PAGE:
What rare mutations can teach us about brain development and disease
In patients with unknown disorders, novel techniques such as next-generation sequencing can be used to identify unexplored genetic mutations. This way, mutations in the gene CHMP1A were found to be involved in a specific neurological disorder. A recent study published in Cell Reports by researchers from the Harvard Medical School and the Swammerdam Institute for Life Sciences at the University of Amsterdam, further examined the function of CHMP1A in brain development.
In previous research, it was found that loss of function mutations in the gene CHMP1A are a cause of a developmental brain disorder in three separate families (Mochida et al, 2012). Parts of the brain, such as the cerebellum and pons are severely reduced in size. Also the cerebral cortex is smaller, which is called microcephaly. A study led by professor Christopher Walsh, at Harvard Medical School, in collaboration with the lab of Frank Jacobs, at the University of Amsterdam, showed further proof that CHMP1A is required for normal development of the brain.
Insights in microcephaly
In microcephaly, a medical condition in which the brain does not develop properly, resulting in a smaller than normal head, the phenotype is often quite similar: the neocortex remains too small, because the amount of brain cells (neurons) is reduced in this structure. There are some commonly observed features on the molecular level as well. A disbalance in cell processes that regulate cell division and differentiation, often are at the root of the disorder. The underlying mechanisms of this disbalance can be quite different per individual though. For instance, microcephaly can be caused by a defect in proteins that orchestrate cell division directly (like proteins essential for mitosis, a process which separates a dividing cell into two cells) or by a defect in a protein that is involved in maintaining stem cell identity.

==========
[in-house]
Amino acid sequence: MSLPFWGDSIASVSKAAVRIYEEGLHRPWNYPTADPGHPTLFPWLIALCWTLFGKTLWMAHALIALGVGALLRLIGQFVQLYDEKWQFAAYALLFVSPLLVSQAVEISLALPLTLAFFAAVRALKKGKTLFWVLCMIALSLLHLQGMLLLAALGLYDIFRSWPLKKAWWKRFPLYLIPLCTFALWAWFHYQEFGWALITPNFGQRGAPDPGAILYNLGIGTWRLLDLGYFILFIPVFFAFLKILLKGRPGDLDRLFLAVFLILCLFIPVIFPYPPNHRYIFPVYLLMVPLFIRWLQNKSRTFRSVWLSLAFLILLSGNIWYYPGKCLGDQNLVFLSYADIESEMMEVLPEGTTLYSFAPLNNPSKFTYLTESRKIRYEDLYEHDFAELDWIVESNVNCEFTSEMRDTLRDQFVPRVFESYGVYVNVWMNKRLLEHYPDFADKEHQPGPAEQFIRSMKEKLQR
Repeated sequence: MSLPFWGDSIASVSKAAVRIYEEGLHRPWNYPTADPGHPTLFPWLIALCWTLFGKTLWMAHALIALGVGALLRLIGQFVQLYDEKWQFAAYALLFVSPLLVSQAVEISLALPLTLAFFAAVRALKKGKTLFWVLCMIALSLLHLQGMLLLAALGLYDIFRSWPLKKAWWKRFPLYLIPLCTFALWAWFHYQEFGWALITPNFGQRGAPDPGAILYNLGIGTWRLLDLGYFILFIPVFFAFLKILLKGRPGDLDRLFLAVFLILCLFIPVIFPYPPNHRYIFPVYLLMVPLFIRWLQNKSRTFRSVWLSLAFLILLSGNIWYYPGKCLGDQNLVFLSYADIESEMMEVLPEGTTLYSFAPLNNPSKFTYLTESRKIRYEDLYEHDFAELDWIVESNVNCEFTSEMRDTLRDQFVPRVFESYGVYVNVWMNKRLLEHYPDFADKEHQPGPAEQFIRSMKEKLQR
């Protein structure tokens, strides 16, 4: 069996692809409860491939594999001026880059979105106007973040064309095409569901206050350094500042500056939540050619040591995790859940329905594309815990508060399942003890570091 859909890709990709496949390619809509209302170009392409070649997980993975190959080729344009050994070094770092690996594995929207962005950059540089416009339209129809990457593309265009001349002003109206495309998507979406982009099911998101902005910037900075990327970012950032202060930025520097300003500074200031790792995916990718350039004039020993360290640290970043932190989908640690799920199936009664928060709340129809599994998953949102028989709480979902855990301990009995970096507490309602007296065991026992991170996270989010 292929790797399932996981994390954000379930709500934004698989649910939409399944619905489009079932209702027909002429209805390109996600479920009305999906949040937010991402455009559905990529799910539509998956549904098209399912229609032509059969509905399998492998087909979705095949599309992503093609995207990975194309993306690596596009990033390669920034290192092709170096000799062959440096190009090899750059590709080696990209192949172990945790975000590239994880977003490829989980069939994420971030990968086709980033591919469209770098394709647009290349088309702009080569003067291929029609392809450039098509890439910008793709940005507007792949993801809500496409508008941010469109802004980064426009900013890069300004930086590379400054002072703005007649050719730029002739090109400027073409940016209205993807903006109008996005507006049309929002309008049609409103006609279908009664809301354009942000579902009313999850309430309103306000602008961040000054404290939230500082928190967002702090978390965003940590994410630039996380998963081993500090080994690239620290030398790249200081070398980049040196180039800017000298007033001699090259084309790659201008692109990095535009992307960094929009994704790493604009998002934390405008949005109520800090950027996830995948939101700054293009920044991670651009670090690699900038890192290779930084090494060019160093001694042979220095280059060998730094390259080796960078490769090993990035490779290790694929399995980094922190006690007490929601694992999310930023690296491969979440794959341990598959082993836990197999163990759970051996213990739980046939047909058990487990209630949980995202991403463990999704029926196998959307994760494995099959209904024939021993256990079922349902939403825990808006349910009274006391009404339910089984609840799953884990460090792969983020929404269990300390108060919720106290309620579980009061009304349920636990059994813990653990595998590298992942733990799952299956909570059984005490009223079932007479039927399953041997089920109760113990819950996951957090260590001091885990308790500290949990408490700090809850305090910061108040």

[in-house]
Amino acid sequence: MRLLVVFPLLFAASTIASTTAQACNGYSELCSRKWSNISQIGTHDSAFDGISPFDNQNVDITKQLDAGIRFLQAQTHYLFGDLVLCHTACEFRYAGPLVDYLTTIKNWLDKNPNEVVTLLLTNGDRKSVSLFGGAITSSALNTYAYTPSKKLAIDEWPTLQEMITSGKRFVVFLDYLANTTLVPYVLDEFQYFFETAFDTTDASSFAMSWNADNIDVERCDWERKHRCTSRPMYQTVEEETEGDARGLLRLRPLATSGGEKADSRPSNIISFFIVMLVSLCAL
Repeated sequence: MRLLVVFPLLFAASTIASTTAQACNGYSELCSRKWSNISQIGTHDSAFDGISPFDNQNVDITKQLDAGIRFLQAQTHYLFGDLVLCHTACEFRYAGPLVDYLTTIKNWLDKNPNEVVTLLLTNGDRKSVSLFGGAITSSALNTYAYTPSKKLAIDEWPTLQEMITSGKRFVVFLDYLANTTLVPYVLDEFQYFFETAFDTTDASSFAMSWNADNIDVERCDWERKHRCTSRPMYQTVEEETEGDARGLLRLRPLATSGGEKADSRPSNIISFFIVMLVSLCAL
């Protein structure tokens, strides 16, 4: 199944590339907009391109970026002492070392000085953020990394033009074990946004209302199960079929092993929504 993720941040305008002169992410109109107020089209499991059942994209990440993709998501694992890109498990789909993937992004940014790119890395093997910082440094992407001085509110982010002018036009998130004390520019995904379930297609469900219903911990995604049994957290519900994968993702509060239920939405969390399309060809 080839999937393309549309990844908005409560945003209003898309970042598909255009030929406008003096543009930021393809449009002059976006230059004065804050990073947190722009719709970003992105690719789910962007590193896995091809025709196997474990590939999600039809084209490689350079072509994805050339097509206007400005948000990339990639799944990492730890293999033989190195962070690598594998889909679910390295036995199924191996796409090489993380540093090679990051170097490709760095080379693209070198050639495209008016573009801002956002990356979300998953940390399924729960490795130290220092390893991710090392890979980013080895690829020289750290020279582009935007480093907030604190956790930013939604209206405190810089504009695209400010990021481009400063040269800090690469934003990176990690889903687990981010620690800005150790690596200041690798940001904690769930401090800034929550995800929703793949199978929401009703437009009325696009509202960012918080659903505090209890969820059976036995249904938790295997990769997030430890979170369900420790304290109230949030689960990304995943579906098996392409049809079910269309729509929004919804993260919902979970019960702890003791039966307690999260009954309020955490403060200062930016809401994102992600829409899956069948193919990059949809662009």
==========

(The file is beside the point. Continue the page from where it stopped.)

Mutations in some genes occur more frequently, and subsequently much is known about the function of those genes in microcephaly. Rare mutations, like in the CHMP1A gene, have not been studied in detail or have not even been identified yet. By examining the effect of various mutations related to microcephaly, fundamental insights in organisation of the human brain are gained. In this study it became clear how CHMP1A works and this information could be used in related new research. Also, the relatives of affected individuals often are in the dark for the cause of a rare neurological disorder, for which in part answers have been found to.
At the Swammerdam Institute for Life Sciences, Frank Jacobs and Gerrald Lodewijk investigated the function of CHMP1A using human brain organoids, often termed ‘mini-brains'. These organoids are used as a model for the developing human brain. They are derived from human embryonic stem cells, which are capable to form any cell type in the human body. Using defined cell culture conditions, the organoids can be pushed towards creating cerebral cortex brain structures – the region primarily affected in microcephaly.
With CRISPR/Cas9, a gene editing tool, researchers at the Harvard Medical School introduced a CHMP1A loss of function mutation in stem cells, similar as found in patients with the neurological disorder. Jacobs and Lodewijk used these mutated cells to grow organoids and compare their growth and development to organoids derived from control stem cells. The analysis indicated that the mutant organoids were differentiating too fast: they generated neurons earlier than the control organoids, while the amount of stem cells seemed decreased.
Sonic Hedgehog protein
In experiments from the collaborating researchers, it became apparent that CHMP1A is necessary for secretion of the protein Sonic Hedgehog. From other studies it is known that it is important for self-renewal and proliferation of neuronal stem cells. This knowledge was applied to the organoid culture, by adding a compound that mimics the effect of sonic hedgehog protein. This leads to activation of the sonic hedgehog signalling cascade, and its downstream effects.
As this is known to boost neuronal stem cell self-renewal, it was interesting to assess if there were any differences in response to the compound between the control and mutant mini-brains. While both groups showed similar levels of sonic hedgehog signalling activity after treatment, only in the control organoids the expression of many genes involved in cell division went up. In the CHMP1A mutant organoids this effect was much weaker, again pointing at a problem with maintenance of the neuronal stem cells. In the end, this means that CHMP1A is required for normal development of the brain.
Coulter et al., ‘The ESCRT-III Protein CHMP1A Mediates Secretion of Sonic Hedgehog on a Distinctive Subtype of Extracellular Vesicles’ in Cell Reports, 24 July 2018, Doi: 10.1016/j.celrep.2018.06.100